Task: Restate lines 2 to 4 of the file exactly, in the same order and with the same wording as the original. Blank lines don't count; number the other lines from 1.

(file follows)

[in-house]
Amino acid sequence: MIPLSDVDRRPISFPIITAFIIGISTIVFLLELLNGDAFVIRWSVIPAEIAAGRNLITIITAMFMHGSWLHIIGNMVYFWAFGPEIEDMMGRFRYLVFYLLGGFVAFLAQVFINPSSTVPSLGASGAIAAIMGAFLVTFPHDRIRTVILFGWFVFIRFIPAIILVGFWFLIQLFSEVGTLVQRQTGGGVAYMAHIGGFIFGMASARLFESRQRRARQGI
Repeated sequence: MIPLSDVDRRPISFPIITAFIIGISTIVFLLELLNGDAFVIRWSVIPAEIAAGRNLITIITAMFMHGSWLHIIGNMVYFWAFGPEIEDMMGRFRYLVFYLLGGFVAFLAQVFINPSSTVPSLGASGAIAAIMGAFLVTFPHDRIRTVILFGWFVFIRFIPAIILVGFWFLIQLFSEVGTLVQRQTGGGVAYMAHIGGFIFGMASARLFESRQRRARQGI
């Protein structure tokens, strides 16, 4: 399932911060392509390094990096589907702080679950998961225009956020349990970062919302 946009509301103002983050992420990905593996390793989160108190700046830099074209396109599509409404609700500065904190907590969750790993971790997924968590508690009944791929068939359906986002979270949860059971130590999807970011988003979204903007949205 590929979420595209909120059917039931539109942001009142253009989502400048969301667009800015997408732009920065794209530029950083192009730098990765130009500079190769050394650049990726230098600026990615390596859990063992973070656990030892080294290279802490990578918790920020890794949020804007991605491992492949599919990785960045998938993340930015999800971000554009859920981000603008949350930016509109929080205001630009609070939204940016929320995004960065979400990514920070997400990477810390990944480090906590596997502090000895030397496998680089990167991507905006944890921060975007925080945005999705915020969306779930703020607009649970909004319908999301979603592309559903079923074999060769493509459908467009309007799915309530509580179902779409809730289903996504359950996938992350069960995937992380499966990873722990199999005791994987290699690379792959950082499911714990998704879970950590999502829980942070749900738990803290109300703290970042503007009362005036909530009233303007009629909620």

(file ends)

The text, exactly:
Amino acid sequence: MIPLSDVDRRPISFPIITAFIIGISTIVFLLELLNGDAFVIRWSVIPAEIAAGRNLITIITAMFMHGSWLHIIGNMVYFWAFGPEIEDMMGRFRYLVFYLLGGFVAFLAQVFINPSSTVPSLGASGAIAAIMGAFLVTFPHDRIRTVILFGWFVFIRFIPAIILVGFWFLIQLFSEVGTLVQRQTGGGVAYMAHIGGFIFGMASARLFESRQRRARQGI
Repeated sequence: MIPLSDVDRRPISFPIITAFIIGISTIVFLLELLNGDAFVIRWSVIPAEIAAGRNLITIITAMFMHGSWLHIIGNMVYFWAFGPEIEDMMGRFRYLVFYLLGGFVAFLAQVFINPSSTVPSLGASGAIAAIMGAFLVTFPHDRIRTVILFGWFVFIRFIPAIILVGFWFLIQLFSEVGTLVQRQTGGGVAYMAHIGGFIFGMASARLFESRQRRARQGI
């Protein structure tokens, strides 16, 4: 399932911060392509390094990096589907702080679950998961225009956020349990970062919302 946009509301103002983050992420990905593996390793989160108190700046830099074209396109599509409404609700500065904190907590969750790993971790997924968590508690009944791929068939359906986002979270949860059971130590999807970011988003979204903007949205 590929979420595209909120059917039931539109942001009142253009989502400048969301667009800015997408732009920065794209530029950083192009730098990765130009500079190769050394650049990726230098600026990615390596859990063992973070656990030892080294290279802490990578918790920020890794949020804007991605491992492949599919990785960045998938993340930015999800971000554009859920981000603008949350930016509109929080205001630009609070939204940016929320995004960065979400990514920070997400990477810390990944480090906590596997502090000895030397496998680089990167991507905006944890921060975007925080945005999705915020969306779930703020607009649970909004319908999301979603592309559903079923074999060769493509459908467009309007799915309530509580179902779409809730289903996504359950996938992350069960995937992380499966990873722990199999005791994987290699690379792959950082499911714990998704879970950590999502829980942070749900738990803290109300703290970042503007009362005036909530009233303007009629909620």